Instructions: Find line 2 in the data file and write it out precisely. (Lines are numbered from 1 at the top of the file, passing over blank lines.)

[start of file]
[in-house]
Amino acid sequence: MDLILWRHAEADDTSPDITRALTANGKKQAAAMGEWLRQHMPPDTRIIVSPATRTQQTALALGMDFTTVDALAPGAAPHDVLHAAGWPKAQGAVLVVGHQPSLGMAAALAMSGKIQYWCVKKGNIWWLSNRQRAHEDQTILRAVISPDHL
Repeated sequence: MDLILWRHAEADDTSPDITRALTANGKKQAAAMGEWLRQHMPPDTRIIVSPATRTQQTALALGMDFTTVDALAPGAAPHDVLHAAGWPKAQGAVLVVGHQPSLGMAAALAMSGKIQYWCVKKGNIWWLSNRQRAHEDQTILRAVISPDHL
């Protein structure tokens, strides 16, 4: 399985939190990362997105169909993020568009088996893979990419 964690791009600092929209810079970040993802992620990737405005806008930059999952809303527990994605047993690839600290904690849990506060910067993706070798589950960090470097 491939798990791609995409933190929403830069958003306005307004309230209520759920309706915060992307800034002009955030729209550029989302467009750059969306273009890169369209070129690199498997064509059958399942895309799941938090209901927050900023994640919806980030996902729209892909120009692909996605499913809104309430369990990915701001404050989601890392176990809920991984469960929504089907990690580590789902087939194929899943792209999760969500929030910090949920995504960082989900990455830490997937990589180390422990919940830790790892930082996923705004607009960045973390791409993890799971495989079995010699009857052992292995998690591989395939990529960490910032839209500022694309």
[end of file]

Amino acid sequence: MDLILWRHAEADDTSPDITRALTANGKKQAAAMGEWLRQHMPPDTRIIVSPATRTQQTALALGMDFTTVDALAPGAAPHDVLHAAGWPKAQGAVLVVGHQPSLGMAAALAMSGKIQYWCVKKGNIWWLSNRQRAHEDQTILRAVISPDHL